Noticed a few rafts of ducks by the island, turned out to be Tufted Ducks, maybe a few Goldeneye in there too but didn’t have time to check as we had to leave, but I will return!
On the car journey back, before it got dark, I spotted 10 Roe Deer in total (6 & 4) , lots of Lapwings heading to roost, as well as plenty gulls too. Possibly some Gannets off the coast heading south past Stonehaven but I couldn’t be sure. Large skein of Geese heading in the direction of the Montrose basin, 1 duck sp flyover and 2 Rookeries finished off my day of birding and exploring.
And an M&S petrol station dinner finished off my night!
Last Thursday I was in Holyrood Park again doing some John Muir Award stuff, and once again I forgot to blog about it. But I have to report on this one as it was a particularly nice day!
I’m pretty sure the temperature was around 12 degrees Celcius which is relatively warm compared to previous Thursdays in the park. I’d decided to do another count since it was completely different weather compared to previous Thursdays in the park (just to reiterate how lovely it really was).
On my way to my three areas I passed a rather angry looking Mute Swan, a Feral Pigeon who had definitely fallen in the loch while trying to have a bath, and one of the usual Magpies that I see by St. Margaret’s Loch.
I started my first count in the Lilyhill Plantation but before I could start properly counting I was approached by three Carrion Crows whilst I was writing down the details about weather, date, time, etc, etc, etc…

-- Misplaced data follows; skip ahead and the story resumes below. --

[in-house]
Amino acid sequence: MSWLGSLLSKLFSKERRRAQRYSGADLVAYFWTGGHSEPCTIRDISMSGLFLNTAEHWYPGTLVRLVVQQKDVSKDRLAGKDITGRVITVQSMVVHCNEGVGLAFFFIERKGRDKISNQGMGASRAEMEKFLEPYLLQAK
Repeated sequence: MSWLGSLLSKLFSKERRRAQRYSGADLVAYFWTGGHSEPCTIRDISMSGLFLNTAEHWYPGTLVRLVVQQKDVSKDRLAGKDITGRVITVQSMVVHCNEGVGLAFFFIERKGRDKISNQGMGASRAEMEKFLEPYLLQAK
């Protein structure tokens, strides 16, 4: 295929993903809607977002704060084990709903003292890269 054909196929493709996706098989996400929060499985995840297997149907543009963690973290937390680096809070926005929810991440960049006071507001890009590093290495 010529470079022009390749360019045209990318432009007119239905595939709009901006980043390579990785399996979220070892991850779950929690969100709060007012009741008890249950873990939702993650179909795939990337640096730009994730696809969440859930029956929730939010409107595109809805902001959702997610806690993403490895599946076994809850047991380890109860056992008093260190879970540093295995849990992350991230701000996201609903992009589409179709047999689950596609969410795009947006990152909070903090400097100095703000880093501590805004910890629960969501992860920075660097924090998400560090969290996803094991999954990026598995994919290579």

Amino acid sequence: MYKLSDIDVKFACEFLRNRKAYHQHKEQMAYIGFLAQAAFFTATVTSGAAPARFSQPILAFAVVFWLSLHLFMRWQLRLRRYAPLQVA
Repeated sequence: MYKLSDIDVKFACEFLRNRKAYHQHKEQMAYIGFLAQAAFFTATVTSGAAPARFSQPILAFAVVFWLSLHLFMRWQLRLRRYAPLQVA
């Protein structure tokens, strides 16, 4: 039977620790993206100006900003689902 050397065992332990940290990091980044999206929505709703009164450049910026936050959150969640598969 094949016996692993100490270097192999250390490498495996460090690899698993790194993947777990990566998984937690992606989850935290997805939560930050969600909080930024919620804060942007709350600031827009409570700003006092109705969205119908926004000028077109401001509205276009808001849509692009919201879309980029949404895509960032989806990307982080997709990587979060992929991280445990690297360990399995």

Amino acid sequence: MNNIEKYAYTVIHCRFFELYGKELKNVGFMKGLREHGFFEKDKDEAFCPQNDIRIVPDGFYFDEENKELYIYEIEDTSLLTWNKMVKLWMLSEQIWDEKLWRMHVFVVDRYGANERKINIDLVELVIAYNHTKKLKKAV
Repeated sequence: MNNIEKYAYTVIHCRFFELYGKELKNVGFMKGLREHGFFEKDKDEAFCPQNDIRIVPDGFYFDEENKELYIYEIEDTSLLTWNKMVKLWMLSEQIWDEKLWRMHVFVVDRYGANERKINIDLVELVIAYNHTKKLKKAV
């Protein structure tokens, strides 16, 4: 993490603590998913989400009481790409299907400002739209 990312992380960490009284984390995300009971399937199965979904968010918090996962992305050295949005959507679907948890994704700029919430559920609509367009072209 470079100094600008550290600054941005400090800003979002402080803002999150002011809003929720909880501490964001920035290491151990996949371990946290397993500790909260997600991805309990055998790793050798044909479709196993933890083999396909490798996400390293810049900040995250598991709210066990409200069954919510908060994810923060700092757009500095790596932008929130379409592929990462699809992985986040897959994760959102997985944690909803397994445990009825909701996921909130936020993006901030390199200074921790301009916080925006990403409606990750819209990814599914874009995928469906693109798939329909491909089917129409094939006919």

The first bird I saw in the Lilyhill Plantation was a male Blackbird who shot out of a Holly bush which they are usually hiding in. Next up was a couple of Goldfinches which are always reliable. Don’t worry, I’m not going to tell you every bird I saw, just the notable sightings.
Near the start of my transect I noticed quite a kerfuffle between 5 Great Tits, maybe arguing over nest sites, I don’t know. Speaking of nest sites, I spotted a Wren sneaking into a spot at the bottom of a tree with nest material in it’s beak, think I’ll keep an eye on them.
Also found 3 Magpie nests, all at different stages of construction. More fighting was going on down the path as a pair of Dunnocks darted about in the undergrowth. The Dunnocks were actually very vocal on Thursday, as were the Robins.
Frogspawn was another sign of Spring’s possible arrival, in one of the sort of ditches that runs through Lilyhill.
A distant Buzzard near the end of that transect gave me my first raptor of the day, and I also found another Wren nest according to my notes but I don’t remember where.
And yes, I have got a black dot on my lens, I think it must be on the inside of the lens as I can’t wipe it off.
Some springtime love was also in the air as this Woodpigeon tried to court an unimpressed friend. Poor guy.
My favourite sighting of the day came as I was walking back down the road to start my count in the Whinny Hill plantation. I thought I’d seen some Dunnocks arguing again in the gorse and for whatever reason decided to have a look with my bins despite being just across the single lane road. Once I had found one of the birds it became apparent that it’s legs were far too pink to be a Dunnock. Then it hit me, I had a feeling I knew what it was. As the rest of it’s body emerged from behind a twig it started singing, confirming my identification. A Chiffchaff! First one of the year for me, and a lovely little celebratory song was chiffed and chaffed by the lovely warbler. What a nice end to a good count.
My totals for the Lilyhill are as follows:
Onto Whinny Hill, I was really hoping for Coal Tit as I’ve only recorded it once in this area despite it being full of conifers. Unfortunately that didn’t happen, first bird was a reliable Robin. I was treated to some close views of Goldcrests picking about in the gorse, which was pretty much in full bloom, and smelt great.